Gunter worked his way upward in the Social Democratic party and eventually was appointed as one of the 3 personal assistants to West German Chancellor Brandt.
The Federal Counterespionage Agency went through the decrypted Stasi messages again and were able to conclude that Gunter was a probable Stasi agent. However, it was not until April of 1974 that he and his wife were finally arrested.
Another spy, a member of the Federal Counterspy organization, Klaus Kuron, offered his services to Stasi. Info he collected was encoded on his laptop computer and then recorded on a mini-tape recorder. Klaus would choose a phone booth, dial a special East Berlin telephone number and turn on the tape. The recorded message was transmitted over the phone line in a very few seconds.
In a rare move, East German Major Eberhard Luttich was sent to the U.S. where he would compete with the KGB and the GRU. Under deep cover, Luttich worked for a West German company which shipped household effects of diplomats and military personnel between the U.S. and Europe. Intelligence tasks were sent to Lattich via SW radio directly from the DDR and also from a transmitter in Cuba.
Some RADIO INTRIGUE readers may recall having heard the 31 May 1990 voice broadcast when the East German YL operator sent " Wittenberg Wittenberg Wittenberg." This signal instructed several hundred Stasi agents on special assignments in West Germany to immediately return to East Germany. During the previous week, East German Military Intelligence had transmitted return orders via radio to its agents. East and West Germany were merged 3 October 1990. "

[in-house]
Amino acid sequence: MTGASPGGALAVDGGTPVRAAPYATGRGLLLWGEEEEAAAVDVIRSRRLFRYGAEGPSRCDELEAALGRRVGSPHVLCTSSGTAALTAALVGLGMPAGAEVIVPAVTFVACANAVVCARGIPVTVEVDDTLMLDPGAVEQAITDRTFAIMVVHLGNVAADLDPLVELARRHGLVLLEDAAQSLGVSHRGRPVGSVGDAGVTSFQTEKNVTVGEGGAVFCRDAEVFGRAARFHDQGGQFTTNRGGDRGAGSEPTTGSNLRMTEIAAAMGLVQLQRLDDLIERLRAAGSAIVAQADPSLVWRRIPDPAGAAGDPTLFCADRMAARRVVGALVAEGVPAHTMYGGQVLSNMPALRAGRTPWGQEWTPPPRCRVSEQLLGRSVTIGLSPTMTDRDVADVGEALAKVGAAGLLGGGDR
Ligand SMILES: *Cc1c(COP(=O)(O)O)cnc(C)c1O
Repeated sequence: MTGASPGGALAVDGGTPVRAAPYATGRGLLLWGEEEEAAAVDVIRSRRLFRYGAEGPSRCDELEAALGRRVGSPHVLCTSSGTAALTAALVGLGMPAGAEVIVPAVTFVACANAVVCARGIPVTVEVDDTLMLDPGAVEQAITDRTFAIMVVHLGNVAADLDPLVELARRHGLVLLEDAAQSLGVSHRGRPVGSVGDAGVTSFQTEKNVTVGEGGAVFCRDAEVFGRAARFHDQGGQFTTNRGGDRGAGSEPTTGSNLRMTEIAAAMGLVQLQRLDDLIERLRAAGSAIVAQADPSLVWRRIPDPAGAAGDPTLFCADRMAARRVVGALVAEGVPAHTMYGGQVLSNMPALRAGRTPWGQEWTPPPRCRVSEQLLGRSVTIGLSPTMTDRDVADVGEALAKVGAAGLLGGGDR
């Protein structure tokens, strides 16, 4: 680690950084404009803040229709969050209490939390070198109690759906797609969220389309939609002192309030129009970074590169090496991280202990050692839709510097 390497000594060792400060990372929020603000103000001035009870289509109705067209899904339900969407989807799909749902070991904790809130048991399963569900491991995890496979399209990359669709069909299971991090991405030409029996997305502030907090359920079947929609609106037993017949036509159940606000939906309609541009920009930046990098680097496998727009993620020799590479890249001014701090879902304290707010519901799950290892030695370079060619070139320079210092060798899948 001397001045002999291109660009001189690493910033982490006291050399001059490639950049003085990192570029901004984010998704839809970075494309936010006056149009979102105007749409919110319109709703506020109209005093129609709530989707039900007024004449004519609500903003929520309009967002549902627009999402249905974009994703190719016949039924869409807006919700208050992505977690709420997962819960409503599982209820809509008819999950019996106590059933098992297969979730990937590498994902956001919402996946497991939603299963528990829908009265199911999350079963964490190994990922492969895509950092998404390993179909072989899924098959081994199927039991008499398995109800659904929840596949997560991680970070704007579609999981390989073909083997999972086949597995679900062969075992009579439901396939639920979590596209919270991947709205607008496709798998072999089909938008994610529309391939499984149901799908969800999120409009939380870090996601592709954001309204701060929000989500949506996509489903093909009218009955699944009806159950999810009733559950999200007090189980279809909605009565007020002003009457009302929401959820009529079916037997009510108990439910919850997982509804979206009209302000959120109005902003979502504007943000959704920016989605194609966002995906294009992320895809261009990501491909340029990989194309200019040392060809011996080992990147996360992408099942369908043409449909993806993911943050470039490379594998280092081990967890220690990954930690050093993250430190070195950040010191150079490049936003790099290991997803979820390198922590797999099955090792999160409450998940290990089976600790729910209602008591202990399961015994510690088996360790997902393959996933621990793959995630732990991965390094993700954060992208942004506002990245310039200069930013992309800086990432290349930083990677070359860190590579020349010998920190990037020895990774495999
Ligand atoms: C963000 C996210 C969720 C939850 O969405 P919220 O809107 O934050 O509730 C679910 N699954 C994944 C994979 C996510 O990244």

Returning to the so-called SOUD communications - one thing that I wonder about is has it ever been confirmed that the SOUD organization was definitely related to the alleged SOUD communications networks???


June loggings in frequency order (kHz) with comments and UTC time.
6724.9 RTTY 100/870, encrypted, sends Js between msgs. 1806.
7851.6 Auto Morse cut nbrs. Cuban. 1014.
8135 Auto Morse cut nbrs, Cuban. 1021.
8569 Rapid bubbly sounding signal. Also hrd on 9945 and numerous other freqs. Signal has rhythm like that of very high speed Morse Vs. 1028.
12092 Auto Morse cut nbrs, Cuban. 1316.
13383.8 Hand sent Morse, good fist. 5L grps, regular characters plus cyrillic characters. Echo to signal. 1226.
13407 Piccolo RTTY (?) 1229.
13528.6 Coded wx, RTTY 74/850. 1824.
13579 Piccolo (?). 1322.


For further information on numbers stations, mystery CW networks, embassy radio systems, and espionage communications we recommend . . .

Underground Freq. Guide

    The Underground Frequency Guide

    A Directory of Unusual, Illegal and Covert Radio Communications

    By Donald W. Schimmel
    A fascinating directory of unusual, illegal and covert radio communications. Anyone with a shortwave radio can eavesdrop on espionage - shadowy individuals and organizations - if they know where to tune. With hundreds of frequencies and informative commentary. Third Edition. 1994 HighText 209 pages.
    Only $14.95

    Available from Universal Radio and other select radio and book dealers.

    Click here to visit Universal Radio's online catalog.

Click here for index of other editions of Radio Intrigue

1999 Don Schimmel.